I wrote this poem inspired from ‘Clocking In’ by poet Mitchell Taylor, in which he talks about the mundanity (yes, I made this word up) of retail.
Mom would drop me at The Cobbles
yes, The Cobbles, I went to a private school
a place of high fees and English smiles
and by English smiles I mean colonial rules
I’d be dropped off at The Cobbles each day
these parents scoffed at £10-notes with enthusiasm
as my parents worked their asses off so I had the best
these children had no nouse
of what it was like to be hungry to go without
what happens without their silver-platter path
rugby matches, horses, weekends in New York
lives of decadence and class
but displays of decadence didn’t stay in class
I was dropped off at The Cobbles each day
a full stop against a white background
just sheepishly reciting those Latinate sounds
I was dropped off at The Cobbles each day
even at ten I knew I was a joke
they were staring at me cus I was brown
they were all clones of each other
I’d now call them happy robots, drones
and those five years gave me depression
taught me how to be toxically selfish, alone
but that chapter of my life’s
been swallowed up in the Cold War I fought
but I’m happier now
I don’t go to private school anymore.
I wrote this poem after ‘The Real Refugee Crisis’ by one of the best poets in Amsterdam, Kevin Groen – who I’ve seen perform a bunch of times.
This poem’s all about my country, Britain, and how the recent “Immigrant Problem” is a walking contradiction when you look at its history. Nonsense.
is the Windrush
men, women and children
‘born from a sugarcane piece’
from colonies under
the whipping whip hand
of Enoch, Winston and Victoria
slavery and land exhaustion
wasn’t that enough
and the only way to survive
was to leave paradise behind
to foreign shores
up against uncertainty
thought British identities
aflame in Brixton and Handsworth
left home to find home
to build a society in monochrome
you say immigrant
that just means native anywhere else
but reverse the roles,
“Brits” getting fat in the midst of Spain
they’re just called expats
same thing really
but newspeak smoulders retina
are black rather than white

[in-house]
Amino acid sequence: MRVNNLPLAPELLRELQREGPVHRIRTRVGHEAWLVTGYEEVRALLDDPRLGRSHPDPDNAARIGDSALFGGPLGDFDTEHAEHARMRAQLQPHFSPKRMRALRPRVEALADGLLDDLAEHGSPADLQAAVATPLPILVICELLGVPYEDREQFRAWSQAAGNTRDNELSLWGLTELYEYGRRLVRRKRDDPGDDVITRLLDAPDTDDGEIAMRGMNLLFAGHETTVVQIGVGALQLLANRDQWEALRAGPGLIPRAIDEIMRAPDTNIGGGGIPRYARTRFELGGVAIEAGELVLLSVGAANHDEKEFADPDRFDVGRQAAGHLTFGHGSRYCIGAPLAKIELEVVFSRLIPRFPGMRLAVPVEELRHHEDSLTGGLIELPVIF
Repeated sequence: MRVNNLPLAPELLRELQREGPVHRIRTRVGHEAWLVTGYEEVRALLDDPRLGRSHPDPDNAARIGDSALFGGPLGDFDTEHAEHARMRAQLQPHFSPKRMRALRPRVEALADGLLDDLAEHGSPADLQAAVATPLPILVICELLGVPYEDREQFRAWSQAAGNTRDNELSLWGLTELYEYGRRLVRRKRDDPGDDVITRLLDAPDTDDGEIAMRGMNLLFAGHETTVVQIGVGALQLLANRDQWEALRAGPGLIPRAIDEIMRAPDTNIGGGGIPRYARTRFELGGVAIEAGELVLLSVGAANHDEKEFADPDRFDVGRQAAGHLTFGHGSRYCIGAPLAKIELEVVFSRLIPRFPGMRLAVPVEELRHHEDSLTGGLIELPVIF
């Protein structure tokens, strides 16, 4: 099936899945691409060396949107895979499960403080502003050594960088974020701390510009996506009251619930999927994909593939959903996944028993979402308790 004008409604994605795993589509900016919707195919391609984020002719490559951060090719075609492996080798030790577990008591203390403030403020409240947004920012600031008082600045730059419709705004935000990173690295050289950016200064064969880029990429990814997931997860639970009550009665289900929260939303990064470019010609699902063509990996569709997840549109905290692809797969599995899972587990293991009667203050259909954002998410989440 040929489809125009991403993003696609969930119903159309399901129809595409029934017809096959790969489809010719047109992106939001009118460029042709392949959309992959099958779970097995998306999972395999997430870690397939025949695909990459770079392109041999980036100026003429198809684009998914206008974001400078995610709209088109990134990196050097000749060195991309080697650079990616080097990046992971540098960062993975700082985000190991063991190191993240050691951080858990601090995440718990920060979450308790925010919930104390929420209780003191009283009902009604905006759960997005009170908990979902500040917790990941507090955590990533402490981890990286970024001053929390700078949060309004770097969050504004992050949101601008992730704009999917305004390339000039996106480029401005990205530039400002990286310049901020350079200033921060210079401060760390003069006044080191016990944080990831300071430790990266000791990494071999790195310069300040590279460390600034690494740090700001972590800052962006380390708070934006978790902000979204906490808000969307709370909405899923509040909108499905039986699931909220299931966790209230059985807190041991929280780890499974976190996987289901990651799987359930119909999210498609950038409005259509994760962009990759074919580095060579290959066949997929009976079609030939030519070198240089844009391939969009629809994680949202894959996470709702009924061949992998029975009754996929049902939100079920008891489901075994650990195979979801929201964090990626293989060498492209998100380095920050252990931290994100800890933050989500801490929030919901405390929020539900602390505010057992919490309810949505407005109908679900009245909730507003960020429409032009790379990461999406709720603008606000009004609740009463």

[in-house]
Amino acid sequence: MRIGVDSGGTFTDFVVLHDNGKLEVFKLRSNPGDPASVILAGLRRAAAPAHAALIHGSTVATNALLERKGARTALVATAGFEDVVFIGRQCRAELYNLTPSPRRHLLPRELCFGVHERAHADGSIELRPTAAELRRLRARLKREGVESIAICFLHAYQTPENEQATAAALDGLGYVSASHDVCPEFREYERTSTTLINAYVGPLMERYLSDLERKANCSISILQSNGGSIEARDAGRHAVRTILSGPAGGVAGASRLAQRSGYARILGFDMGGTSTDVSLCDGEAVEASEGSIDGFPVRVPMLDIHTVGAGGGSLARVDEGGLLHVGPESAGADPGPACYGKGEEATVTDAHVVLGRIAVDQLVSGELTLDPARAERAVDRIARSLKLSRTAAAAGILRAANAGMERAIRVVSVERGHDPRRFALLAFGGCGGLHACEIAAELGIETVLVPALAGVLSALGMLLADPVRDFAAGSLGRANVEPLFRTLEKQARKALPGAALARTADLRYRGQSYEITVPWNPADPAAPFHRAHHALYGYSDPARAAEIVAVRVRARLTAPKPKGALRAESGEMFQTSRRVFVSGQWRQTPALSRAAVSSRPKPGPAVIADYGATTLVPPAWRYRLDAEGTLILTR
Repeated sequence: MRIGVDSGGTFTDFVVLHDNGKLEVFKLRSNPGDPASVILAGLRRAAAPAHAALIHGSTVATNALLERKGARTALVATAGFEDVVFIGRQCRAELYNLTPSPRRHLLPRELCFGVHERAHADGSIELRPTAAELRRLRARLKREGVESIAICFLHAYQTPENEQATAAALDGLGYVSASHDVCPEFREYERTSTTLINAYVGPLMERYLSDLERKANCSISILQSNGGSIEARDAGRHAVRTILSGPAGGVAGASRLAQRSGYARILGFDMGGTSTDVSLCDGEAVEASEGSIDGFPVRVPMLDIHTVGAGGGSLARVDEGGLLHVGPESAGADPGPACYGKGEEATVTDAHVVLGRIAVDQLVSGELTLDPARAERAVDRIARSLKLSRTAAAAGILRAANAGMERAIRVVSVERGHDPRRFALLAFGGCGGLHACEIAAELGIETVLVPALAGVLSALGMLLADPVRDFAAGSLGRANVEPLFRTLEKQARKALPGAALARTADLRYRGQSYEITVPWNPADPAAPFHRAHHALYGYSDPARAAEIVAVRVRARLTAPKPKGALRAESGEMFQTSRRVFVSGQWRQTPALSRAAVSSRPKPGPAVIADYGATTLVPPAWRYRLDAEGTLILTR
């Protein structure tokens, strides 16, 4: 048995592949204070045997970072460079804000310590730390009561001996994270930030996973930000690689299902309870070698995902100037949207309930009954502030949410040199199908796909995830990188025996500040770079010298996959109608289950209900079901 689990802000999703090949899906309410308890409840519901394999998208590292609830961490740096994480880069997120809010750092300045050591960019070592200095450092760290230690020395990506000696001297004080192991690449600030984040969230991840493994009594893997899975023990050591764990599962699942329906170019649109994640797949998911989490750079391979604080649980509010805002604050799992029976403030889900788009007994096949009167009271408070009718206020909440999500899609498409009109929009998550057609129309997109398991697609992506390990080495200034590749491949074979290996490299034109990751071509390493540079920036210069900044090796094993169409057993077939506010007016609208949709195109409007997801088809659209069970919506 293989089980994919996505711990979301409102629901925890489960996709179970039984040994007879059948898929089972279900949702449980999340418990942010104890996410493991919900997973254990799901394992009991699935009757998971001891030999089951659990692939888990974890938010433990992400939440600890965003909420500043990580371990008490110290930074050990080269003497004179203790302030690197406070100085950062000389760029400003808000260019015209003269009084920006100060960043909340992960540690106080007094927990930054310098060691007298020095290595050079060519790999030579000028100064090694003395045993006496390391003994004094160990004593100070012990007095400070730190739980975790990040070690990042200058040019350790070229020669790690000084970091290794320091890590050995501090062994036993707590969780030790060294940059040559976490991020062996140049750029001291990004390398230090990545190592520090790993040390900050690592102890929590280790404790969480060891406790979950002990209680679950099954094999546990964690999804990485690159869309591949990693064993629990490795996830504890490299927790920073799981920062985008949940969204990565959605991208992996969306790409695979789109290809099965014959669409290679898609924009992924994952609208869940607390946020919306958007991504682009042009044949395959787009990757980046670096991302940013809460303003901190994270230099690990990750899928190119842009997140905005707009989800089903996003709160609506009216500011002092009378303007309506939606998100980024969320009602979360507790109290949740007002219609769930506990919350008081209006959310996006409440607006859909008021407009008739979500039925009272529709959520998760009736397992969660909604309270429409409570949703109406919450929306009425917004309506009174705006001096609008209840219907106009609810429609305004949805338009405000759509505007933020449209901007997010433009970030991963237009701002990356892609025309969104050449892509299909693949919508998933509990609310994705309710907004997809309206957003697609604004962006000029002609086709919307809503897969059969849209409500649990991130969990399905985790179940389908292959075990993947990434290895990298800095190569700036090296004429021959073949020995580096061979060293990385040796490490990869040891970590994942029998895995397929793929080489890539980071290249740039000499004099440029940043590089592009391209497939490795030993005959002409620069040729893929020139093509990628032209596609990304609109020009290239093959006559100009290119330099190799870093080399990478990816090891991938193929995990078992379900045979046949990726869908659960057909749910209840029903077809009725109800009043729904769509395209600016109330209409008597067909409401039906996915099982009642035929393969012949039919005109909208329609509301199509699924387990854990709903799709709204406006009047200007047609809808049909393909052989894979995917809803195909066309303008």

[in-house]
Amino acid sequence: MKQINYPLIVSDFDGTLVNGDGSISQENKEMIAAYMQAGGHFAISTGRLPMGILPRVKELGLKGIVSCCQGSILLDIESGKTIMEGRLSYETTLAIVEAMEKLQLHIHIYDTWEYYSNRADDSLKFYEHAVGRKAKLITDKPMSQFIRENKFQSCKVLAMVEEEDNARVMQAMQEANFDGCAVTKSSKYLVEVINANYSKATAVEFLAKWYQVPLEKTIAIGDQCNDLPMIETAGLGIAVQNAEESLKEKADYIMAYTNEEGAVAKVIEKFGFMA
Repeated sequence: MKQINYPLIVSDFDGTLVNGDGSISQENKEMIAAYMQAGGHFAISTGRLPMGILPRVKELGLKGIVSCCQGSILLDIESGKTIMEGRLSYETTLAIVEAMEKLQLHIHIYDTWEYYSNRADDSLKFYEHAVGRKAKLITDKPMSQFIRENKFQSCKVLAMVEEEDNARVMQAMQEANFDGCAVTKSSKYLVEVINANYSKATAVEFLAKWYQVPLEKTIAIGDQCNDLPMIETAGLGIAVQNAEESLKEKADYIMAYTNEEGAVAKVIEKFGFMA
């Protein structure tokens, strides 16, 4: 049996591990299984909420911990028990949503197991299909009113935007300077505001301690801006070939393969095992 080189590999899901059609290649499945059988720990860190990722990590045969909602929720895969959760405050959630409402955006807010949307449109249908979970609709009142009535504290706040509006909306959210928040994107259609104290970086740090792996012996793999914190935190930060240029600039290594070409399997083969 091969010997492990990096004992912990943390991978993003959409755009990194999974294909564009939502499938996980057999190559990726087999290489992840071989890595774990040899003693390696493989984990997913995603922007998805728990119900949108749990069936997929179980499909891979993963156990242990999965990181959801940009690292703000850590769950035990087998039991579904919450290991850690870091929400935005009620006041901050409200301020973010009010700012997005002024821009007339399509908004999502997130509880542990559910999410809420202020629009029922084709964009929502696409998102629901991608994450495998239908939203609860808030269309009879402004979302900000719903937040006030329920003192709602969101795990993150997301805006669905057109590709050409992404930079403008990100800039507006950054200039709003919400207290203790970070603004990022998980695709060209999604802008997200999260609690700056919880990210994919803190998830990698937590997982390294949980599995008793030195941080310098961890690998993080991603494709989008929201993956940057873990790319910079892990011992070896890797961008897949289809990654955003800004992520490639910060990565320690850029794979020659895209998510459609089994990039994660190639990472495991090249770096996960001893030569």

seeing seas of rejections
like oceans’ belly didn’t profit in times
of slave mutiny and insurrection
the Windrush arrived at Tilbury
gambling their futures with Mother Empire
identities prickly like barbed wire
used and abused labour
corrupted civil rights no war but the class war people say No Blacks, No Irish, No Dogs
bricks through windows
banana skins on the front porch
nigger, coon, monkey chants, wog
now they’re bored of our complaints
their children and now the grandchildren
my cousins, my brother and I
look it’s happening again
Brexit, UKIP, DUP
can’t you see how court jester MPs
treat citizens like it’s Ireland, Easter 1916?
like it’s the HUAC in 1955
like it’s Nazi Germany,
Gestapo and the Night of the Long Knives?
is the Windrush
the Irish coal miners
those “expats” in America and Canada
the Brit(ish) Royal Family,
as all our ancestors went from
place to place as slaves and traders
also “explorers”, I call them invaders
we occupied your nations and stole your land
ripped children from mothers’ arms
trickled out with our lies thinking nobody
would remember fake wars or genocide
Ragnar, Boudicca and Edward the Confessor
I could on and on about our unEnglish ancestors
the African Tudors John Blank and Catalina
we took in Jews fleeing Hitler’s Germany.
we traded in gold with Ghana, held slaves at Elmina
people came from Australia and New Zealand
India, China, America and Botswana…
don’t listen to those politicians who
talk of English England
England meaning land of Angles
meaning land of Norsemen, Germans
so don’t listen to those sermons
from Eton MPs in their long coats
free movement goes way back (1774)
with Ignatius Sancho
the first man of African descent
in Britain, to exercise his right to vote
and now those who came in the 1950s
the 1980s and the 2010s, called
illegal, rapists and criminals, condemned
we never care to think
what immigration is,
like Voldermort and those horcruxes
where you’re from and where you are
compromising bits of your soul,
it’s assimilation on a budget
at the brunt of backward racial theories
identity politics and mind control
there are no immigrants to be found
in Trump’s internment camps
nor on British streets
and it’s starting to feel Dickensian
pollution, poverty and street lamps
we’re all immigrants
we’re all people
we’re all citizens of the world
defying invisible borders
to be called nice more than nigger
to be called friend more than feared
that Windrush, that all of us together
wish to find home. To truly belong
Inspired by ‘What’d I Miss?’ from Hamilton, I wrote this poem on the thoughts and feelings I had coming back to Britain in July 2016 after a month’s holiday in India.
How did the former-leader of colonisation